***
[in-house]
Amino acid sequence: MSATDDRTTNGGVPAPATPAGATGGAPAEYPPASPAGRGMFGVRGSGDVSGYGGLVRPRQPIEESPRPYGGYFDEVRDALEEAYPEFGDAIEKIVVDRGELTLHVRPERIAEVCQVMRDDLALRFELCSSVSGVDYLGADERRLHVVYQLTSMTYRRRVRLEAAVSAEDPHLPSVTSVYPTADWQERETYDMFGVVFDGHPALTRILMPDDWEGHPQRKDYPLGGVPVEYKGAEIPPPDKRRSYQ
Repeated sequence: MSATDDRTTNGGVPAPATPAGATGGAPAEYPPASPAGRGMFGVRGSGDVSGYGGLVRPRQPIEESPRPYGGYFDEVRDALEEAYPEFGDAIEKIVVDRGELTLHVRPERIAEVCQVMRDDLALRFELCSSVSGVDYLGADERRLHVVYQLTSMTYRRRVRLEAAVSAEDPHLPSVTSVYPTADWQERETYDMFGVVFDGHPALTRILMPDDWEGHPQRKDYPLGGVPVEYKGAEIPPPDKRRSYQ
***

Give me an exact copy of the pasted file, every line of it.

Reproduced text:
[in-house]
Amino acid sequence: MSATDDRTTNGGVPAPATPAGATGGAPAEYPPASPAGRGMFGVRGSGDVSGYGGLVRPRQPIEESPRPYGGYFDEVRDALEEAYPEFGDAIEKIVVDRGELTLHVRPERIAEVCQVMRDDLALRFELCSSVSGVDYLGADERRLHVVYQLTSMTYRRRVRLEAAVSAEDPHLPSVTSVYPTADWQERETYDMFGVVFDGHPALTRILMPDDWEGHPQRKDYPLGGVPVEYKGAEIPPPDKRRSYQ
Repeated sequence: MSATDDRTTNGGVPAPATPAGATGGAPAEYPPASPAGRGMFGVRGSGDVSGYGGLVRPRQPIEESPRPYGGYFDEVRDALEEAYPEFGDAIEKIVVDRGELTLHVRPERIAEVCQVMRDDLALRFELCSSVSGVDYLGADERRLHVVYQLTSMTYRRRVRLEAAVSAEDPHLPSVTSVYPTADWQERETYDMFGVVFDGHPALTRILMPDDWEGHPQRKDYPLGGVPVEYKGAEIPPPDKRRSYQ